Competence-based social status and implicit preference modulate the ability to coordinate during a joint grasping task

Sarah Boukarras, Vanessa Era, Salvatore Maria Aglioti, Matteo Candidi
2021 Scientific Reports  
Studies indicate that social status influences people's social perceptions. Less information is available about whether induced social status influences dyadic coordination during motor interactions. To explore this issue, we designed a study in which two confederates obtained high or low competence-based status by playing a game together with the participant, while the participant always occupied the middle position of the hierarchy. Following this status-inducing phase, participants were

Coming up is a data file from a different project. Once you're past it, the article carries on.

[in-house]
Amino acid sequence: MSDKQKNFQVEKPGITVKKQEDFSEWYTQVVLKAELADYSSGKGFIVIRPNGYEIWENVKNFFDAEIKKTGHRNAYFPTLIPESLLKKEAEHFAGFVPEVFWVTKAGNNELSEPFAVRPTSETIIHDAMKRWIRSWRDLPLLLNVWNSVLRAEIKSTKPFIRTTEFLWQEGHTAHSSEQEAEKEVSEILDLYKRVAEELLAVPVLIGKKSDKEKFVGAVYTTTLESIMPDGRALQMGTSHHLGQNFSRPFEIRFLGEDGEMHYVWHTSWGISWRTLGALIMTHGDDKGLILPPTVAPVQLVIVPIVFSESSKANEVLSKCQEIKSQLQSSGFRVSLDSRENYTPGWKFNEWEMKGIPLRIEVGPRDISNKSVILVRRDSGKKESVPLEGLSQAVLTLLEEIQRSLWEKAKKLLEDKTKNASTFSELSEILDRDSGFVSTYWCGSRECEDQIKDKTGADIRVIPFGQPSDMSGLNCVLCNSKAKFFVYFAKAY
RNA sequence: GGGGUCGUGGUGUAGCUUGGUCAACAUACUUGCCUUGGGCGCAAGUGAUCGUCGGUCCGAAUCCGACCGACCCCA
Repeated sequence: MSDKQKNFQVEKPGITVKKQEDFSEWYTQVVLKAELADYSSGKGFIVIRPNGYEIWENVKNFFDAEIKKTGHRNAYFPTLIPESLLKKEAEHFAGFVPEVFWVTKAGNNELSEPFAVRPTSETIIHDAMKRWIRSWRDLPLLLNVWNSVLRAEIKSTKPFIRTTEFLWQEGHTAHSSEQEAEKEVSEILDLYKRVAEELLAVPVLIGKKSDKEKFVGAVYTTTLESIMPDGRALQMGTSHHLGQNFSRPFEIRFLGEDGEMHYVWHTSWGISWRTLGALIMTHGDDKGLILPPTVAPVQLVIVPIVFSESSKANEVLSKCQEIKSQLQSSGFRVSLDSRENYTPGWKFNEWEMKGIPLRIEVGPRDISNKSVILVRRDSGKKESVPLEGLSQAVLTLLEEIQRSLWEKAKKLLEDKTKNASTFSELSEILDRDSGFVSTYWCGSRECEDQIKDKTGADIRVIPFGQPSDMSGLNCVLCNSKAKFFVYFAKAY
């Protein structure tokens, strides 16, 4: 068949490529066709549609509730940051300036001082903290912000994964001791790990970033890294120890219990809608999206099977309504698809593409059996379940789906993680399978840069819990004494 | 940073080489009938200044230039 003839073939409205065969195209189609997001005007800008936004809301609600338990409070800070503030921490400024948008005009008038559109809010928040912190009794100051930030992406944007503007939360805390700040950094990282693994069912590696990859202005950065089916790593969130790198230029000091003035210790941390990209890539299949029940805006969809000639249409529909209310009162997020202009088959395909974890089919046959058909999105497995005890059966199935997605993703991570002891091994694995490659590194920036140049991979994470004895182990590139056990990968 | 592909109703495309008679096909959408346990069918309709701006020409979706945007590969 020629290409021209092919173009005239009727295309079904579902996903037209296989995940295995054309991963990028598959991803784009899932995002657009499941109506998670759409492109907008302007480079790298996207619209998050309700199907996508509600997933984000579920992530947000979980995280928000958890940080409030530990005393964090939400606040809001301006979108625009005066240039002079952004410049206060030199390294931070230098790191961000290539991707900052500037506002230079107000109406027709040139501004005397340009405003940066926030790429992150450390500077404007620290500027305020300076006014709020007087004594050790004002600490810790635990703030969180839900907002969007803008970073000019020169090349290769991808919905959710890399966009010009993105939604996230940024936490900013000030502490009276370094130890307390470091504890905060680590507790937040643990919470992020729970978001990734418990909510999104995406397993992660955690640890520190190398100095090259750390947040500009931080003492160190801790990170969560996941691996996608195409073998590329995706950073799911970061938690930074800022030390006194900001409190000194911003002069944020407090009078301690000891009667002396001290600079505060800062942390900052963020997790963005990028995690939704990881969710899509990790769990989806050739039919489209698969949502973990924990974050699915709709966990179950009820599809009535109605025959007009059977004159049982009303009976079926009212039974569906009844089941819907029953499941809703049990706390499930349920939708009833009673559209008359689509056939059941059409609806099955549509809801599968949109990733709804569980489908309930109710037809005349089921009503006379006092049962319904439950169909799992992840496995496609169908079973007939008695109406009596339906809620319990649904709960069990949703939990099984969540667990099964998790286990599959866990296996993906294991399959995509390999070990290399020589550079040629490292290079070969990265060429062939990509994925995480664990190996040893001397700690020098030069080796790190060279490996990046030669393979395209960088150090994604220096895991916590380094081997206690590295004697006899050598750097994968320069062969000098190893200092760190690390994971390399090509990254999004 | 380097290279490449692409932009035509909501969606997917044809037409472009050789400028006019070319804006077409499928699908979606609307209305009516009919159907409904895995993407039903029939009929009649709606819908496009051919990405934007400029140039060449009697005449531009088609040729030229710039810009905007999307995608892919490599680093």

more » ... ed in a joint grasping task with the high- and low-status confederates in different sessions while behavioural (i.e., interpersonal asynchrony and movement start time) indexes were measured. Participants' performance in the task (i.e., level of interpersonal asynchrony) when interacting with the low-status partner was modulated by their preference for him. The lower participants' preference for a low- relative to a high-status confederate, the worse participants' performance when interacting with the low-status confederate. Our results show that participants' performance during motor interactions changes according to the social status of the interaction partner.
doi:10.1038/s41598-021-84280-z pmid:33674640 pmcid:PMC7935999 fatcat:fddvjl3jkrhhxgjkt3jpkcwxmq